Excerpted from "Red Mars"
by .
Copyright © 1993 Kim Stanley Robinson.
Excerpted by permission of Random House Publishing Group.
All rights reserved. No part of this excerpt may be reproduced or reprinted without permission in writing from the publisher.
Excerpts are provided by Dial-A-Book Inc. solely for the personal use of visitors to this web site.

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Red Mars 3.9 out of 5 based on 0 ratings. 172 reviews.
DevourerOfBooks More than 1 year ago
How long has it been since I started reading a book that pervades my thoughts while at work? While watching a television program? While reading a newspaper or magazine? Too long! In Red Mars, Mr Robinson's first of three novels about colonization of Mars that is fascinating, engaging, thrilling and completely captivating; it is epic in scope and concept. Make no mistake, this is hard science fiction. Within this world I have found exceptionally great character development, especially considering the genre; a realistic philosophical debate about the use of current and near future technology; and a world that is stunning. If you like sci-fi, get Red Mars and place it immediately on the top of your stack of must reads. Final thought: this will be a book I look forward to reading again.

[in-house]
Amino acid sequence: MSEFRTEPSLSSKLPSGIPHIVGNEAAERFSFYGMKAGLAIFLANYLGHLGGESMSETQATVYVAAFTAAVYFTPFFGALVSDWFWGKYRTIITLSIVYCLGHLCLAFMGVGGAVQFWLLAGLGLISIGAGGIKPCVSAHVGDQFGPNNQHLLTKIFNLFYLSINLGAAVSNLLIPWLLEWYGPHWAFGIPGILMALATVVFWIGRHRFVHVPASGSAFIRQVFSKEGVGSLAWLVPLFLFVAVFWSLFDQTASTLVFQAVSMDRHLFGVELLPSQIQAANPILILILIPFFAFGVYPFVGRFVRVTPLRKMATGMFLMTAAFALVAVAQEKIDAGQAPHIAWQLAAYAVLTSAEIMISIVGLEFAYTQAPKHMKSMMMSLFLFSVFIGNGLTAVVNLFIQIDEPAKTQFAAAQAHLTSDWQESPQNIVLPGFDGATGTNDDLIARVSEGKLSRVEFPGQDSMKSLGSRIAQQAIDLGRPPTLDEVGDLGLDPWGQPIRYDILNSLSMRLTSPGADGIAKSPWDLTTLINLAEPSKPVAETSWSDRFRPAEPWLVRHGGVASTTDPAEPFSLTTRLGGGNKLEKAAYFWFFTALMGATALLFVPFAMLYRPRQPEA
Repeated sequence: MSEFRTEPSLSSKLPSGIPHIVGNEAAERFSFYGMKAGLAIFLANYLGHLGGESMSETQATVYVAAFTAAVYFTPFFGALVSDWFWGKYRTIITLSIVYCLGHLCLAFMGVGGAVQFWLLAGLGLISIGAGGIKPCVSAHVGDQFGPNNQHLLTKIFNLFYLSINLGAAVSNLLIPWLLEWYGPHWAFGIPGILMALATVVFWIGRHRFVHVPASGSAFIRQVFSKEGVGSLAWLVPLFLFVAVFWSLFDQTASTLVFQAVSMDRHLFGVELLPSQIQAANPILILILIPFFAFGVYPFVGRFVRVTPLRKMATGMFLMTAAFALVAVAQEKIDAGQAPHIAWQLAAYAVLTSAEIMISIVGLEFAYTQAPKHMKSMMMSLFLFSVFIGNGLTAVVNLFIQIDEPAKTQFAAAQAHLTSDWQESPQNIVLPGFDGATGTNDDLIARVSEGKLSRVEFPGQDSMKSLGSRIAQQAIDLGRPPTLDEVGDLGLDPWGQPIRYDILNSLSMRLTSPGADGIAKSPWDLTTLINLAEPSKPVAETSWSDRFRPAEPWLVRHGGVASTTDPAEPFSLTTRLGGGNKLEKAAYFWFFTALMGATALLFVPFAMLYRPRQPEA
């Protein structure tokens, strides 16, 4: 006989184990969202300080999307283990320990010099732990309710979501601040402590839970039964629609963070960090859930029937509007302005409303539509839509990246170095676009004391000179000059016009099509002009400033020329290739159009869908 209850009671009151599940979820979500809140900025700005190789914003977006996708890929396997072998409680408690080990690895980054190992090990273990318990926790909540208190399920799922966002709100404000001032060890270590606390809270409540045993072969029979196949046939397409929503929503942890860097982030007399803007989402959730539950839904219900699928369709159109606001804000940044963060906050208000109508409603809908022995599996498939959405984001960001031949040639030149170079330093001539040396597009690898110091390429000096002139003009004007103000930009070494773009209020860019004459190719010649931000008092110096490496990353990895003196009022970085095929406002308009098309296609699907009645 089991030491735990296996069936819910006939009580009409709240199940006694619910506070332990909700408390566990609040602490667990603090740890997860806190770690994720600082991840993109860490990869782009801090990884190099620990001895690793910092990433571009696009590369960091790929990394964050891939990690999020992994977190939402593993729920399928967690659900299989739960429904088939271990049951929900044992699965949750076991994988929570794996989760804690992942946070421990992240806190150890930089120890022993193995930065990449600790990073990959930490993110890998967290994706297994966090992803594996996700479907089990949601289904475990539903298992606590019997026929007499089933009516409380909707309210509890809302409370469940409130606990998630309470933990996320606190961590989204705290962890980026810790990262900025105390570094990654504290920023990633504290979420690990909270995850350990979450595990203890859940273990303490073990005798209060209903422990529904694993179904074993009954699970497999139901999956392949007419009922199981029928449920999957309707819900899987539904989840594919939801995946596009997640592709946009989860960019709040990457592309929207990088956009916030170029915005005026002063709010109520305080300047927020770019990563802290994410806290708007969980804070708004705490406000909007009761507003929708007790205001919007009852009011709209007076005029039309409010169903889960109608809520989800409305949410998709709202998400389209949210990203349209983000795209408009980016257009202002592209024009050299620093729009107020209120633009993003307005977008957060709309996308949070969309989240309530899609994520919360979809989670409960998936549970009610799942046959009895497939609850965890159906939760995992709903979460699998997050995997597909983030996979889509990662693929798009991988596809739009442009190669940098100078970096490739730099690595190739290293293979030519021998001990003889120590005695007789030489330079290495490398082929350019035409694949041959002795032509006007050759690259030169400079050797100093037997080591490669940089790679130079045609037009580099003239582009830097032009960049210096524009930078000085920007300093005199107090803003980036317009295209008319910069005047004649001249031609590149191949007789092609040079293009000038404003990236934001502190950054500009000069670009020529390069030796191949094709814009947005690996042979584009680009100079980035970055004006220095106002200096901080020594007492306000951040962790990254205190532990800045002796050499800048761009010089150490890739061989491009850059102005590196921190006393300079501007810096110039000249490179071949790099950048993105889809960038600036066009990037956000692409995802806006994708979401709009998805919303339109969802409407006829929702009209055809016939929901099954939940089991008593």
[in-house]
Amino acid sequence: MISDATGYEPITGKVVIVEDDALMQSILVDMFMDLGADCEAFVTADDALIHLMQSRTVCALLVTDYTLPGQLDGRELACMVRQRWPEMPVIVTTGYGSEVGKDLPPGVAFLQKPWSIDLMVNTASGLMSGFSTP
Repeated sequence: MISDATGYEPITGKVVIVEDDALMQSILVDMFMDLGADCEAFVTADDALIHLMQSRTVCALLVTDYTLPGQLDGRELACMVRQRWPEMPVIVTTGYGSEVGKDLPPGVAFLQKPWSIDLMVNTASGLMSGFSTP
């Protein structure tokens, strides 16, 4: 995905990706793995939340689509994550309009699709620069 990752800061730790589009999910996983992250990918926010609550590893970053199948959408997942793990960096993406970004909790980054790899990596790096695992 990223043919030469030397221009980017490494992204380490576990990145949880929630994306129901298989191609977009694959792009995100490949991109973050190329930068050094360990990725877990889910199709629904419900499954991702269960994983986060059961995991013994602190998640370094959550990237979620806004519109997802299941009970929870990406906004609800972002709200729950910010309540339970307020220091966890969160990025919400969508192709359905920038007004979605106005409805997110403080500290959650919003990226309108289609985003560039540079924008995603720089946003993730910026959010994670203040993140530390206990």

sakabako More than 1 year ago
Well formatted on nook and an unbelieveable read.
Anonymous More than 1 year ago
The highs on this book are very high, conversely the lows are just as bad. I will start with the bad. The characters are just plain irrational idiots except when they are passionless robots and no one has a personality worth a darn. There is rarely a character worth caring about. The politics which Robinson loves to focus on are terrible and tedious and almost (ALMOST) make the book unreadable at times. However, the science is rock solid and at once completely fantastic. When Robinson sends one or another of his characters to explore the world or to actually work to solve a real problem scientists today must solve if we are to ever colonize Mars, the story gets mind-blowingly good, to the point where I just can't say enough good about it. The scenes described during exploration will stick with me forever and make me wish I could live long enough to see them myself. If I am being totally honest, the characters and politics are very likely an accurate depiction of what you would see if a group like NASA were to send 100 of the most qualified scientists and engineers to begin the colonization efforts on Mars. It doesn't mean I like reading about it but it does serve to make a reader like me enjoy the science and exploration side of the story even more. This is a book I both rant and rave about to my friends, and I am so glad I read the book and it's sequels (including The Martians - also by Robinson, set even farther in the future), and I would readily recommend this book to any hard science reader, even even if at times they all completely tick me off, the payoff in the end is worth it.